Plastic Surgeons got tired of being told that their revolutionary laser from 3 years ago is no good anymore by the same people that sold them their previous one. This happened frequently during the late 1980's thru late 1990's as the glow was off the original CO2 lasers. Older surgeons pointed to the fact that they can achieve similar (or better) skin resurfacing as CO2/erbium lasers using concentrated TCA or deep Phenol peels for about $5 worth of supplies (you've still got to deal with the "burn victim" look for a few weeks however with those kind of peels).

3. Ultrasonic liposuction (UAL) - heavily touted in the late 1990's, UAL had a spectacular fall from grace as it had higher complication rates, saved no time, and required expensive equipment as compared to traditional tumescent liposuction. Other then that, what's not to like? UAL is useful for dense fatty areas (upper back fat & male gynecomastia), but has been abandoned en masse by most surgeons. The $15,000 UAL machine at my hospital is gathering cobwebs and no one currently working there even remembers how to assemble or operate it at this point (I'm not kidding!).

4. Thread-lifts. One of the first posts in late 2005 on Plastic Surgery 101 was on thread lifts entitled, "The Jury is still out (on thread-lifts)". Well the jury is back and the fact that Quill medical has recently withdrawn the Countour Thread barbed suture from the market speaks volumes. It just didn't work, and when it did work, it didn't last was the consensus. For money approaching the cost of real-face/brow lifts the techniques for this currently are lemons. Newer suspension suture styles and materials may make us reevaluate this down the road.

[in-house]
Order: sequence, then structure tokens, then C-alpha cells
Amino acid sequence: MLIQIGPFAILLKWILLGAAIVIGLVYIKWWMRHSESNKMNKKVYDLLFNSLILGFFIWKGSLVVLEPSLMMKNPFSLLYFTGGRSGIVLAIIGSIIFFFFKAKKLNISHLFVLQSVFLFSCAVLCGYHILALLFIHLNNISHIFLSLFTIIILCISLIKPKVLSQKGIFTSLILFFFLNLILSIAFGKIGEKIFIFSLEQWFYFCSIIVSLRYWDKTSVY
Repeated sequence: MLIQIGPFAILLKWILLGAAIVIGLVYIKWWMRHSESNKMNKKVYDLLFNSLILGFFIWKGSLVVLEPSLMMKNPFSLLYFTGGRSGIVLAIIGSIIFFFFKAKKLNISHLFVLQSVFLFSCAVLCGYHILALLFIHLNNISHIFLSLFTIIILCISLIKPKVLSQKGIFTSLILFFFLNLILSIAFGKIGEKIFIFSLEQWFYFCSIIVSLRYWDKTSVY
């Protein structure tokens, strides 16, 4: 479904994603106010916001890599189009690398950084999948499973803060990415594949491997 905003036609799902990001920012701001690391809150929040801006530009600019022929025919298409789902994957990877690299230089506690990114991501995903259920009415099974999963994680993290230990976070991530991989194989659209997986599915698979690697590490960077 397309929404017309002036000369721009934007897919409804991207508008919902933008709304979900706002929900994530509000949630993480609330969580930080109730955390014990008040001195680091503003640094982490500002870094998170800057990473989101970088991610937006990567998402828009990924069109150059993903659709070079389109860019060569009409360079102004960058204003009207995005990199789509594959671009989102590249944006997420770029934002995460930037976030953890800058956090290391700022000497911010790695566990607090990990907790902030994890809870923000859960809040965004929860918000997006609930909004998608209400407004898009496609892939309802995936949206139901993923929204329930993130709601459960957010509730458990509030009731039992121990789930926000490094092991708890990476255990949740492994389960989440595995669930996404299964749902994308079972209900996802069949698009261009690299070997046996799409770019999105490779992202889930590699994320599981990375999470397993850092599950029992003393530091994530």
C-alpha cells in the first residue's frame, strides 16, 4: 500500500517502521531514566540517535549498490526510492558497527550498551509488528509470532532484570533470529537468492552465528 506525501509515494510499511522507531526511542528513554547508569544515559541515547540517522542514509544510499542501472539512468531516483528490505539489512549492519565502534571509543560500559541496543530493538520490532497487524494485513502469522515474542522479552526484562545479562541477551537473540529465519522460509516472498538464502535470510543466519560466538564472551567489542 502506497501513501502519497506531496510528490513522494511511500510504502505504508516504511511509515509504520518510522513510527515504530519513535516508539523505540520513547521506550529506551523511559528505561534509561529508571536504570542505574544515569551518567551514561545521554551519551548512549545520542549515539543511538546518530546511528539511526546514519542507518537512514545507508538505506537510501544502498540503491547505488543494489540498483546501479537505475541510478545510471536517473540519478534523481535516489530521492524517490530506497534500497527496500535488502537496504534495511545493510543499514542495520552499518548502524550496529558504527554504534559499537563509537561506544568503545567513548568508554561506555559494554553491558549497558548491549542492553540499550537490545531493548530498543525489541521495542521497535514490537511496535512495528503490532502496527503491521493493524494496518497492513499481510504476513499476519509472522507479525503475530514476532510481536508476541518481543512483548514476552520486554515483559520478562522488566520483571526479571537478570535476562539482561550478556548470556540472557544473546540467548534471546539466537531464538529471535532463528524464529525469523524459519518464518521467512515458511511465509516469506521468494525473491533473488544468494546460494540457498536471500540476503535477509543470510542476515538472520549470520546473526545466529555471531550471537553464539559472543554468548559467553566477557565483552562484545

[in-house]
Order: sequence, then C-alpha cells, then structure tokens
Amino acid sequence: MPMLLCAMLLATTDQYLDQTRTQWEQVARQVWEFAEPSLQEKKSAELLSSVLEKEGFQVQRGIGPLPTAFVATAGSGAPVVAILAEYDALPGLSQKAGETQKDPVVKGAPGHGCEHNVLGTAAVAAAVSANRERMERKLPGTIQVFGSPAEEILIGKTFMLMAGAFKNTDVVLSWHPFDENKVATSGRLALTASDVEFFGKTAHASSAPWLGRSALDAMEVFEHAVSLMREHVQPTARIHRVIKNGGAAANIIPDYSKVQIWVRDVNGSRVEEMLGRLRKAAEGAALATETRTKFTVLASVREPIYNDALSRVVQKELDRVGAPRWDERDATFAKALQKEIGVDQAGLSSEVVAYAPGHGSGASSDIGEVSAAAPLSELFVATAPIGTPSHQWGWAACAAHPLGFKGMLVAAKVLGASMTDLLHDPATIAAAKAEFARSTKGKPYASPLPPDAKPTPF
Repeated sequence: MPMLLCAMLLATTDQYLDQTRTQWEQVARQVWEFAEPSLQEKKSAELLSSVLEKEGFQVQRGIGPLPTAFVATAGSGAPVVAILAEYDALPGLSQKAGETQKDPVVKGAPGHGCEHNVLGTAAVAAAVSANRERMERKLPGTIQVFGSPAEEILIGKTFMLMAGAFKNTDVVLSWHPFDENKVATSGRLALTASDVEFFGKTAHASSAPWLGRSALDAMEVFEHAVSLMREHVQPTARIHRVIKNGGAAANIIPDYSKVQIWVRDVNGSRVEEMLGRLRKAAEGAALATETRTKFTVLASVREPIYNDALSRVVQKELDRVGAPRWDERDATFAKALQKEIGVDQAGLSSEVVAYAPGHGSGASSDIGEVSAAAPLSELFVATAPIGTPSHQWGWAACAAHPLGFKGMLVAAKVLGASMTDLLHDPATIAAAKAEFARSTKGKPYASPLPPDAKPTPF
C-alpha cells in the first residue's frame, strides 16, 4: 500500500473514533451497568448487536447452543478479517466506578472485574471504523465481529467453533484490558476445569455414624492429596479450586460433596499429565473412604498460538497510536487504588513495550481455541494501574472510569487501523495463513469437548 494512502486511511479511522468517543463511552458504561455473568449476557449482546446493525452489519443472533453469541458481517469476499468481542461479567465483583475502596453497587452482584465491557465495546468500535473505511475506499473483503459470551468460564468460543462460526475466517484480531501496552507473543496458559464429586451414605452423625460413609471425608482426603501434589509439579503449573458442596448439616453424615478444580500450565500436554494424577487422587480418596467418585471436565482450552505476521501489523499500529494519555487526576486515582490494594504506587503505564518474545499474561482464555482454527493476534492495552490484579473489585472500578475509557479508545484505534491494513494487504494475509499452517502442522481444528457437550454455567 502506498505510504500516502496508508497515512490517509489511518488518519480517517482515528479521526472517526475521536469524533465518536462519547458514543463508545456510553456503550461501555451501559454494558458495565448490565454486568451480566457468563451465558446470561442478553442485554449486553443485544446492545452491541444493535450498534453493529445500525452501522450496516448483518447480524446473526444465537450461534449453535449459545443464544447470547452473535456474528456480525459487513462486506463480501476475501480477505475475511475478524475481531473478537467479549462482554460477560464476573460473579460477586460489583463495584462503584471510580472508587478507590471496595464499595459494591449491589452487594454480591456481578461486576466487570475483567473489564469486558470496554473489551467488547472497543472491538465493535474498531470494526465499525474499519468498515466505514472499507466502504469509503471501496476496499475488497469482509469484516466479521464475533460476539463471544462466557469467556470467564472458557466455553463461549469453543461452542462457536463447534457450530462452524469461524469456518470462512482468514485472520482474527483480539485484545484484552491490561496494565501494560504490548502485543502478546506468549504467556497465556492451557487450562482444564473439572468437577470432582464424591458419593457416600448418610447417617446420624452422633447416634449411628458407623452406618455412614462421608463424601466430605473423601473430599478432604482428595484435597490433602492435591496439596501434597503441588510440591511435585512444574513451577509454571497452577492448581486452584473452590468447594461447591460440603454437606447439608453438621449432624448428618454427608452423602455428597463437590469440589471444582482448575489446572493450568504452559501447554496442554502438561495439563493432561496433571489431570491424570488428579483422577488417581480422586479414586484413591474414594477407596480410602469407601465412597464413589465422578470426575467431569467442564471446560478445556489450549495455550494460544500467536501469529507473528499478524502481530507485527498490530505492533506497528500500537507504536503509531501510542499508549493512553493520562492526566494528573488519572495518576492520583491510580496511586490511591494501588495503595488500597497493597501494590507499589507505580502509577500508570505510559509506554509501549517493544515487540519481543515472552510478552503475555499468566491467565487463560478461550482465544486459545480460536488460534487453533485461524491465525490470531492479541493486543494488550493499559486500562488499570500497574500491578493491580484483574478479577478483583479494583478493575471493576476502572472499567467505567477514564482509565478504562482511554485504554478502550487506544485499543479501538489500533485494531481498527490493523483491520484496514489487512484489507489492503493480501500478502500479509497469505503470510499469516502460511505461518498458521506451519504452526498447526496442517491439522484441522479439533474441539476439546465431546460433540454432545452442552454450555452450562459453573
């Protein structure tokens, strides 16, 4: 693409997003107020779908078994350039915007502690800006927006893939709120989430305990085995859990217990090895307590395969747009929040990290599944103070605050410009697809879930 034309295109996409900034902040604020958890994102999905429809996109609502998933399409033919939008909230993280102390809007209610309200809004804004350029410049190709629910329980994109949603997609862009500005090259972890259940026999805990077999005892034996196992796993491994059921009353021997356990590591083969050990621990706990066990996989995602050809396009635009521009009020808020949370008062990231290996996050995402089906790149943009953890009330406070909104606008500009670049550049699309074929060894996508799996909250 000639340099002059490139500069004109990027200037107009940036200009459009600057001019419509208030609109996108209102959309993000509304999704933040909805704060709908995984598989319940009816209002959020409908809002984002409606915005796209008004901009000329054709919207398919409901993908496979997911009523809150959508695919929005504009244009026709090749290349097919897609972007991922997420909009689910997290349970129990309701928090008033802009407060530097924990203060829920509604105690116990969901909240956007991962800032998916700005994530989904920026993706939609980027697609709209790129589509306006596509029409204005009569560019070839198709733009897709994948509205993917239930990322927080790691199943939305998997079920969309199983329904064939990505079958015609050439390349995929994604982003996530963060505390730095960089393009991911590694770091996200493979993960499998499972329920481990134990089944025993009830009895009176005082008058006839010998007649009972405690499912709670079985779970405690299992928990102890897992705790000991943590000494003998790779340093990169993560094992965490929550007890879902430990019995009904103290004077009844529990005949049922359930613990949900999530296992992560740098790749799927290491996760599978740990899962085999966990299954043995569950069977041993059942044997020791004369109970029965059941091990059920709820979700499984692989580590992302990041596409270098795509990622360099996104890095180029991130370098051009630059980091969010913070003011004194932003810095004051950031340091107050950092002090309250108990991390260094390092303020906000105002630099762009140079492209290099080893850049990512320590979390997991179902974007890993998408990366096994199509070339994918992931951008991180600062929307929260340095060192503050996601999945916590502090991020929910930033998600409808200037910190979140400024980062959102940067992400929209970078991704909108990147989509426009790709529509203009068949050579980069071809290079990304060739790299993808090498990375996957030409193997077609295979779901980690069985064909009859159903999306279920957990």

5. Thermage - for a device costing nearly $100,000 plus expensive disposable parts, most doctors and patients expect results that don't require 75x magnification with Photoshop to demonstrate. I feel sorry for people who get up at meetings and show pictures of their results with Thermage only to have the audience of their peers squint at the picture trying to imagine something has happened.

In addition, it is notoriously painful during treatments and can have a tendency to cause facial fat to atrophy (as written up by blogging amigo Dr. Tony Youn). This (or thread lifts) has to be the most maligned and polarizing device I've ever heard of at Plastic Surgery meetings, leading the President of the Aesthetic Surgery Society (at the time) to mentioned at one of our meetings that he'd been trying to figure out ways to throw the device out his office window onto I-20 in Atlanta it was causing he, his partners, and his patients so much grief. Newer device settings have been proposed by the complany and some doctors who favor this device, which they claim will improve things. I'll believe it when I see it.